(Assuming for the moment that they do indeed dominate - it certainly seems to be the case that some kind of majority of extant animal species have body plans that are bilaterally symmetrical, or based on that form)
Would it just have been some tiny little watershed event - some lucky shot back in the Precambrian, or is there some inherent advantage to bilateral symmetry that means once it’s here, it’s taking over?
If it is an inherent advantage, is that advantage local?
Or, putting it another way, would we expect bilaterally symmetrical alien lifeforms to dominate, assuming we were able to visit a bunch of other worlds?
For the record, I do understand the role of evolutionary legacy in this issue; that the today’s bilaterally symmetrical organisms share a common ancestor that was bilaterally symmetrical; that isn’t the question; the question is: how much of the proliferation is down to luck, and how much is down to optimal configuration?
This is not true - certainly as far as “only needing half the genes” goes! There is probably little genetic cost if any to repeat a developmental unit several times - that is, an organism with five-fold radial symmetry would not necessarily require any more genes than one with bilateral symmetry. In any case, most organisms that are bilaterally symmetrical externally are not symmetrical internally.
Bilateral symmetry is a consequence of an actively moving lifestyle. It means, basically, that your top side is different from your bottom side, and that you have a front (head) end and a back (tail) end.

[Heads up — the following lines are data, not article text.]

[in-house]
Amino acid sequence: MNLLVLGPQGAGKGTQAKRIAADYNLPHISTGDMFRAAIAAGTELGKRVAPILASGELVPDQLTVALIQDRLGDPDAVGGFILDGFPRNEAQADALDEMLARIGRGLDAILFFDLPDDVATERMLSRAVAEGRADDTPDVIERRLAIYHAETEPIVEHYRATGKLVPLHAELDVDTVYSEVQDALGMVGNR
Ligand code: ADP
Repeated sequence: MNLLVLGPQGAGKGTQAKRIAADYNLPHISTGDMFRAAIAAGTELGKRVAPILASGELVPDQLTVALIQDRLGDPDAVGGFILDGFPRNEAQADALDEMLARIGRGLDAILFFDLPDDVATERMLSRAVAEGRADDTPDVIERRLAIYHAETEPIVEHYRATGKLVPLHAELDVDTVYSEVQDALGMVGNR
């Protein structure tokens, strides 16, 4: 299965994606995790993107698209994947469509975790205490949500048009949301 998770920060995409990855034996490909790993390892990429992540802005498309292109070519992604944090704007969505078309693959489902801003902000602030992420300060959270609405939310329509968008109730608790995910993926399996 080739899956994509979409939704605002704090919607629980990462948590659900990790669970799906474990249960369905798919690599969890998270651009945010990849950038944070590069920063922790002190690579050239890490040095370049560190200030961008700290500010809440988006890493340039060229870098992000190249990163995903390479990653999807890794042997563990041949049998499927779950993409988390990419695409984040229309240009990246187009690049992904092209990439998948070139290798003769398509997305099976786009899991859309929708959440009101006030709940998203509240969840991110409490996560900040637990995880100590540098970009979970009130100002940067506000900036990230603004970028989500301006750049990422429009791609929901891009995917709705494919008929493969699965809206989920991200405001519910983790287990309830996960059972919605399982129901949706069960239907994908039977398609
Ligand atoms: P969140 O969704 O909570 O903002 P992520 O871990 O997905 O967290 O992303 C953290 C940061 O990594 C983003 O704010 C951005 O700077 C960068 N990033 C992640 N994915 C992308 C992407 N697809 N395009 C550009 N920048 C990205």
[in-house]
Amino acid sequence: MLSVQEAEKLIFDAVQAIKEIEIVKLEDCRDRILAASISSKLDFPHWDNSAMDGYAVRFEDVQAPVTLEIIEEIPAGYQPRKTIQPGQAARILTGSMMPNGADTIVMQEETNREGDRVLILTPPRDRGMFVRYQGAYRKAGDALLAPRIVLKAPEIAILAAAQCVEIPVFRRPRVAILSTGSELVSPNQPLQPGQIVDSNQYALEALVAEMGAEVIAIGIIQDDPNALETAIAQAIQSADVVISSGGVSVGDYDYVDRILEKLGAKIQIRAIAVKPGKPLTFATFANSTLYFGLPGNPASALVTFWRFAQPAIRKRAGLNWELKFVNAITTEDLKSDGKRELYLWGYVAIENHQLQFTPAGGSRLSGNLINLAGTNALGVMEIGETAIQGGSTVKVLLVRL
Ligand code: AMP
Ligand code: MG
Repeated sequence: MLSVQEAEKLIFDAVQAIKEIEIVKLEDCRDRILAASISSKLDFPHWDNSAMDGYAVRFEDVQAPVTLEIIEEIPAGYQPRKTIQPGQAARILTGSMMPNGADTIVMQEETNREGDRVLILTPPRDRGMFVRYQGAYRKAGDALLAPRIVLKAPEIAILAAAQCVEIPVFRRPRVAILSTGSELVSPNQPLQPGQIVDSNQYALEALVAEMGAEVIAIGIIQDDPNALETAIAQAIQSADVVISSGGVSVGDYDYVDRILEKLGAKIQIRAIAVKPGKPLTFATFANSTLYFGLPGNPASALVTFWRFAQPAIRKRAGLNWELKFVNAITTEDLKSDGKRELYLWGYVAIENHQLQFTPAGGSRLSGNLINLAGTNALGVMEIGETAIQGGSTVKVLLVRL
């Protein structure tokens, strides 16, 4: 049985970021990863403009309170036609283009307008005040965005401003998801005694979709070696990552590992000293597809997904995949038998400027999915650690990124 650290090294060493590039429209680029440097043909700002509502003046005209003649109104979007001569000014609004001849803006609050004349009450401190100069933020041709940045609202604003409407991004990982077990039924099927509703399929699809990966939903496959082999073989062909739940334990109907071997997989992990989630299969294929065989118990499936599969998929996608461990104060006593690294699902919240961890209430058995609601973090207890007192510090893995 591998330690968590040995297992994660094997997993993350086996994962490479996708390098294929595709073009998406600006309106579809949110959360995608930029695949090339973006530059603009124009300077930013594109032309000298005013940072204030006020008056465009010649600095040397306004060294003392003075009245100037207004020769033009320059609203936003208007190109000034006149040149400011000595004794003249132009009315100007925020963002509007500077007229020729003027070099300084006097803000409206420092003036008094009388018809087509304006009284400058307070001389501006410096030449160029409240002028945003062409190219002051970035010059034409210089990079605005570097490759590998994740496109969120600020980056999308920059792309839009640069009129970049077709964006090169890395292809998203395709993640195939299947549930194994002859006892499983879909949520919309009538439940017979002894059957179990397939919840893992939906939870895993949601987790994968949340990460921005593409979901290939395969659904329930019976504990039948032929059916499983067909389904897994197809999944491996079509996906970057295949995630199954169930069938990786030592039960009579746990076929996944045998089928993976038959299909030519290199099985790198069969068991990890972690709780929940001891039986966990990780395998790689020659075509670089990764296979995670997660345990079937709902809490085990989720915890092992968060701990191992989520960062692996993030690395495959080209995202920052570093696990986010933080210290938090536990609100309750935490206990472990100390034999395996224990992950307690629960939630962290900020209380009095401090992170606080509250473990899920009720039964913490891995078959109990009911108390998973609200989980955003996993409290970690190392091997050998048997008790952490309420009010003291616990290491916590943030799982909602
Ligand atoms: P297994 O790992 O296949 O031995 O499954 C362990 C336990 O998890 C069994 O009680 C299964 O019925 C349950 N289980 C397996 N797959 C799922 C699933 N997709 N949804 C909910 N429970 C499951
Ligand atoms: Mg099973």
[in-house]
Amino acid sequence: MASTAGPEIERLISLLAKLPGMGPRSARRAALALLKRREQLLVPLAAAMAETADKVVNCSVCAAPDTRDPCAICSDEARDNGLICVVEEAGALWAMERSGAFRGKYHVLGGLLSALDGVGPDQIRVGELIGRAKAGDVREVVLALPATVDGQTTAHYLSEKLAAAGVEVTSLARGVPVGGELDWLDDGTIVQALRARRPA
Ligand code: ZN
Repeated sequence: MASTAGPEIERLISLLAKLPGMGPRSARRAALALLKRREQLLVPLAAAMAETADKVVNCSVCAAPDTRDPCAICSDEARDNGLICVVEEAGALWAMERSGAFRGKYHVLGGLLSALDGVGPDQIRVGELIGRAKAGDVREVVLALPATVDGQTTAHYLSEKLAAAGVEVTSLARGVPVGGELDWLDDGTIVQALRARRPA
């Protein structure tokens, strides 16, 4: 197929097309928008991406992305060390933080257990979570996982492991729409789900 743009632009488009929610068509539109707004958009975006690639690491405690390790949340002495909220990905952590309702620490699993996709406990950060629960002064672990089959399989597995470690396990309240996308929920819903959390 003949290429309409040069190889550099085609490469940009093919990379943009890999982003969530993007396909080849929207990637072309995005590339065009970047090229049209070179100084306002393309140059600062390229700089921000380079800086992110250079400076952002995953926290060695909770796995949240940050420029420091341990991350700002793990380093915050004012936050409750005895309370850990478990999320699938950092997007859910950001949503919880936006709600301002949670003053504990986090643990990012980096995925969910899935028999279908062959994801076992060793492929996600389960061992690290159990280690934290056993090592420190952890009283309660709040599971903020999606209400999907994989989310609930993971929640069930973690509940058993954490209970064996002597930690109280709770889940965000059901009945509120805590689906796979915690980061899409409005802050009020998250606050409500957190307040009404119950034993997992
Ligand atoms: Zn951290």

In the case of a primitive organism that moves along the sea floor, it will increase its efficiency of movement if it specializes its bottom side for locomotion along the substrate. Therefore the top and bottom will become differentiated. Likewise, it will probably be more efficient at finding and consuming prey if it concentrates most of its sensory organs (eyes, olfaction, etc) and its feeding apparatus together in one part of the body, and moves with this part of the body always in the lead, where it will be the first to encounter food. Therefore the front and the back ends of the body will become differentiated. Since in most cases there is no need to differentiate left and right sides of the body, the result is external bilateral symmetry.
The animal groups that are not bilaterally symmetric - anemones, jellyfish, echinoderms - are all slow moving or sedentary, with little sensory development. (The echinoderms are thought to be secondarily radially symmetric, descended from a bilateral ancestor.)
In sum, one would expect bilateral symmetry to dominate even in alien environments, as it is simply a consequence of active movement.